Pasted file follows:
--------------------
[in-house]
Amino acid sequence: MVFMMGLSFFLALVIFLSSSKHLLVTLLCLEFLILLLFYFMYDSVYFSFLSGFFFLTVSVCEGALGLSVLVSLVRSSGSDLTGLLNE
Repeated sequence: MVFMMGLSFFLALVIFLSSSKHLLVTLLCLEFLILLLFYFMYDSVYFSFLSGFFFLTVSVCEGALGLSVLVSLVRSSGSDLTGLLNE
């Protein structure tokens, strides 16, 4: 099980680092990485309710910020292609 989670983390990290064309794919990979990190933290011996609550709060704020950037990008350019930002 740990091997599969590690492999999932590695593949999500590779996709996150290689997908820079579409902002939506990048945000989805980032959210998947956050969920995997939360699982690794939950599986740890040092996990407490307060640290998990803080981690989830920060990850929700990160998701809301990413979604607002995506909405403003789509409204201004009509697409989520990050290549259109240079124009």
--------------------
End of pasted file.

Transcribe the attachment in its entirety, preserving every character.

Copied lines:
[in-house]
Amino acid sequence: MVFMMGLSFFLALVIFLSSSKHLLVTLLCLEFLILLLFYFMYDSVYFSFLSGFFFLTVSVCEGALGLSVLVSLVRSSGSDLTGLLNE
Repeated sequence: MVFMMGLSFFLALVIFLSSSKHLLVTLLCLEFLILLLFYFMYDSVYFSFLSGFFFLTVSVCEGALGLSVLVSLVRSSGSDLTGLLNE
């Protein structure tokens, strides 16, 4: 099980680092990485309710910020292609 989670983390990290064309794919990979990190933290011996609550709060704020950037990008350019930002 740990091997599969590690492999999932590695593949999500590779996709996150290689997908820079579409902002939506990048945000989805980032959210998947956050969920995997939360699982690794939950599986740890040092996990407490307060640290998990803080981690989830920060990850929700990160998701809301990413979604607002995506909405403003789509409204201004009509697409989520990050290549259109240079124009």